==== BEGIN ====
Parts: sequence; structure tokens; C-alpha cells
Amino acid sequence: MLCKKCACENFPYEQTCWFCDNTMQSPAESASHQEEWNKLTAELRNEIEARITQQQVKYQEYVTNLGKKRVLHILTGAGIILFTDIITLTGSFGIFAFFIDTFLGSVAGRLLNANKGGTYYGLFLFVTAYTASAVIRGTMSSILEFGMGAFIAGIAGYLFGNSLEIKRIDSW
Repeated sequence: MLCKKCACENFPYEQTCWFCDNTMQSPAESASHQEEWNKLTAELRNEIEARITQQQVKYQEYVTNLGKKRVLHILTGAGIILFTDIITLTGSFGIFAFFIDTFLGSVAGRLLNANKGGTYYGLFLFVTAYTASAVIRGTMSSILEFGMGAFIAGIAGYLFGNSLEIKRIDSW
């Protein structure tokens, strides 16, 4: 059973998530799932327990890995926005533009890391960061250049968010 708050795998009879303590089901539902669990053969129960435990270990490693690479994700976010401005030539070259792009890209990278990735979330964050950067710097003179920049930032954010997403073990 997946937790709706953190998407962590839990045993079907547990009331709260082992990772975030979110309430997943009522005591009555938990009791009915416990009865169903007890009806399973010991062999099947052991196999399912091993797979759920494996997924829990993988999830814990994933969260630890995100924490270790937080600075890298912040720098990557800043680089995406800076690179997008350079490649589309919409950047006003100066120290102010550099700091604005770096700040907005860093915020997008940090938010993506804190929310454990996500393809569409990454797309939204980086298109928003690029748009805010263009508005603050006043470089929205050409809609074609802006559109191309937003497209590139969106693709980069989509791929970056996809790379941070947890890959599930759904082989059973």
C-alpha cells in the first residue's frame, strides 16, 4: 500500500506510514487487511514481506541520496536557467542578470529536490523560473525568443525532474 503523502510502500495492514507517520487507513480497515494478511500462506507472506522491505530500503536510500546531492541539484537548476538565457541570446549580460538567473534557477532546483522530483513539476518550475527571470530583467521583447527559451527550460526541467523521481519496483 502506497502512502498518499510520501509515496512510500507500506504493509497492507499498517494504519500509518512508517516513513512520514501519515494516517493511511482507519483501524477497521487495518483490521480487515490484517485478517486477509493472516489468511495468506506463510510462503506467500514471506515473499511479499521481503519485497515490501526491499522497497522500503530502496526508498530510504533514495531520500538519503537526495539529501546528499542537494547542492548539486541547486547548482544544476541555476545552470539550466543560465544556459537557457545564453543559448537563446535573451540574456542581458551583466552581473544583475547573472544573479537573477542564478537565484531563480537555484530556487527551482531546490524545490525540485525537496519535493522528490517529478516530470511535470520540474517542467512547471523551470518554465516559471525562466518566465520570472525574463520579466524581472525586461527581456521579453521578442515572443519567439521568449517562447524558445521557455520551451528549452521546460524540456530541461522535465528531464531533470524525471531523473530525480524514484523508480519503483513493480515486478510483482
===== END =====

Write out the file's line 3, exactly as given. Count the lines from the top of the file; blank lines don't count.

Repeated sequence: MLCKKCACENFPYEQTCWFCDNTMQSPAESASHQEEWNKLTAELRNEIEARITQQQVKYQEYVTNLGKKRVLHILTGAGIILFTDIITLTGSFGIFAFFIDTFLGSVAGRLLNANKGGTYYGLFLFVTAYTASAVIRGTMSSILEFGMGAFIAGIAGYLFGNSLEIKRIDSW